In v.6  the principle of capital punishment is instituted  with  respect  to  murder. The  principle  of capital punishment is linked  to  the doctrine of man who is  made in the image of God.  V.6 incidentally also indicates that man is still considered  being made  in the image of God after the fall! What is God doing here? He  is making provision for the protection of man by establishing  the rule of  the sanctity of life in the post-flood world. The world prior to the flood had been a violent world, and God is here  making provisions for the protection of human life in in the post-flood world. This too is a gracious covenant provision.
V.7. This was the renewal of God’s word to Adam (Gen. 1:28). The human family was starting out afresh. There was a new beginning. Noah like Adam  became  the head of the human race now of only eight people  (1 Pet. 3:20).Verse 7 reminds us of the blessing of family. Having a family, having children for the next generation is something which is a pleasing thing in the Lord's eyes. We live in a time where children are often looked upon as an inconvenience.   Children are a heritage from the Lord- a covenant blessing,  and Genesis 9:1 and 9:7 reiterate that particular truth.

2. Covenant : a  gracious promise  (8-11)

“…behold I establish my covenant with you and  your  offspring after you, and with every living creature that is with you, the birds, the livestock, and every beast of the earth with you , as many  as  came out of the ark ; it is for  every beast of the earth." 
Here we see the confirmation of the original covenant of grace with Noah and his sons  in 6:18.  This covenant confirmation   however includes  every animal and even  the earth itself.  In v. 11 God promises  not to destroy the world  ever again by a flood.  Right  now God's goodness extends to all creation in terms of regular seasons. That does not contradict God's particular  covenant with Noah. This also does not  mean that everyone in the world is saved, but it does mean that God's providential care and common grace currently reaches every  man  and woman and child on the face of the earth. And that simply makes our condemnation greater if we  do not embrace  Christ by faith in this era of grace.So, understand then that  this  covenant  is  a gracious promise to Noah , and  this entire world. 

3. Covenant : a gracious sign  (vv. 12-17)

This sign is a sign of reassurance given to assure  Noah and us of God's mercy. He refers here to the sign of the rainbow.  V. 13-15. "I have  set my bow in the cloud, and it shall be a sign of the covenant between Me and the earth. When  I bring  clouds over the earth,  and  the bow is seen in the clouds, I will remember My covenant that is between me  and you and every  living creature of flesh."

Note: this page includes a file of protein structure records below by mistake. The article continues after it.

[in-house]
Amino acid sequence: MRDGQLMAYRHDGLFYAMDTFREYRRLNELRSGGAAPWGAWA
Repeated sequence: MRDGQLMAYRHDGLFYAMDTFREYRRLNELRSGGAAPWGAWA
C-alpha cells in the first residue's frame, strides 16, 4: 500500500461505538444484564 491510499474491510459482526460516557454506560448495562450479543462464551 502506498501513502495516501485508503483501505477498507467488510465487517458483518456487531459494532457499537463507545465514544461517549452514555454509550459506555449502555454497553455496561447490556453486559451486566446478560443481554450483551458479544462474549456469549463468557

Consider  the language here. It is not,  “Noah, when you see the rainbow  you will remember my covenant”, but  “when I see the rainbow , I will remember my covenant.”   And today every rainbow reminds us that God spared  us  and the whole  earth from such a great catastrophe  as which Noah and the world of his day experienced. It is due to God’s covenantal faithfulness  that  this earth is not destroyed . It remains a day of grace until the final judgement.    

I remind you then  that we live in a  vast  but very  sensitive universe. Our earth is precariously balanced  in our solar system  surrounded by  forces of gravity, meteoric missiles  and black holes.  Don’t presume on the fact that things will always continue as they have.  While this is a day  where God holds out His hands to a  stubborn and rebellious people, remember that  there will come a day in which will judge the earth again with a final judgement.
Let the word of  2 Peter  3:1-13  speak to us now as we close.

[2] Rom 1:18ff
[3] First mention of ‘ altar’ and  ‘ burnt offerings’.
[4]  See  also the   testimony Abraham
[5]  Gen. 6:9, 7:1
[6]  Some see 7 covenants referred to in Scripture. (i)  the Adamic which concerned man’s continued enjoyment of Eden on the condition that he refrained from eating the fruit of the forbidden tree. (ii)  the Noahic -Genesis 9.  (iii)  the Abrahamic -Genesis 15:18  (iv)  the Mosaic - Exodus 24:7, 8; Exodus 34:27. (v)  the Levitic - Numbers 25:12, 13; Malachi 2:4, 5; Ezekiel 44:15 . (vi) the Davidic - 2 Samuel 23:5; 2 Chronicles 13:5. (vii)  the New Covenant - Jeremiah 31:31-34. Covenant theologians  interpret the Scriptures  generally on the basis of two covenants: the covenant of works and the covenant of grace.